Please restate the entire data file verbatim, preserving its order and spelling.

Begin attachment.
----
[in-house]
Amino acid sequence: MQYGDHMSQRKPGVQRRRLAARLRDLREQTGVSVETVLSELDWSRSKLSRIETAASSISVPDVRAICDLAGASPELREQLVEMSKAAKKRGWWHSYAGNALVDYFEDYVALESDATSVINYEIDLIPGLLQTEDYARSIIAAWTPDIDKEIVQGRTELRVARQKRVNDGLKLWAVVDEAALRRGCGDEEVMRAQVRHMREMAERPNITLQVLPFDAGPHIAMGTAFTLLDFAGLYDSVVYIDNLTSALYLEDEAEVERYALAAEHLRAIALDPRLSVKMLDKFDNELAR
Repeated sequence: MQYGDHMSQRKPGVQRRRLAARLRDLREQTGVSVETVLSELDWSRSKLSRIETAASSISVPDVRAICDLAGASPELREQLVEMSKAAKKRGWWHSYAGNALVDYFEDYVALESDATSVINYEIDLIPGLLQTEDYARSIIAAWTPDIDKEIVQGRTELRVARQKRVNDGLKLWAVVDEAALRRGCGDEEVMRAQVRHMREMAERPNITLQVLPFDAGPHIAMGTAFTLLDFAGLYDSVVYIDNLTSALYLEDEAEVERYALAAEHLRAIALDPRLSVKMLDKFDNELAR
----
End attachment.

[in-house]
Amino acid sequence: MQYGDHMSQRKPGVQRRRLAARLRDLREQTGVSVETVLSELDWSRSKLSRIETAASSISVPDVRAICDLAGASPELREQLVEMSKAAKKRGWWHSYAGNALVDYFEDYVALESDATSVINYEIDLIPGLLQTEDYARSIIAAWTPDIDKEIVQGRTELRVARQKRVNDGLKLWAVVDEAALRRGCGDEEVMRAQVRHMREMAERPNITLQVLPFDAGPHIAMGTAFTLLDFAGLYDSVVYIDNLTSALYLEDEAEVERYALAAEHLRAIALDPRLSVKMLDKFDNELAR
Repeated sequence: MQYGDHMSQRKPGVQRRRLAARLRDLREQTGVSVETVLSELDWSRSKLSRIETAASSISVPDVRAICDLAGASPELREQLVEMSKAAKKRGWWHSYAGNALVDYFEDYVALESDATSVINYEIDLIPGLLQTEDYARSIIAAWTPDIDKEIVQGRTELRVARQKRVNDGLKLWAVVDEAALRRGCGDEEVMRAQVRHMREMAERPNITLQVLPFDAGPHIAMGTAFTLLDFAGLYDSVVYIDNLTSALYLEDEAEVERYALAAEHLRAIALDPRLSVKMLDKFDNELAR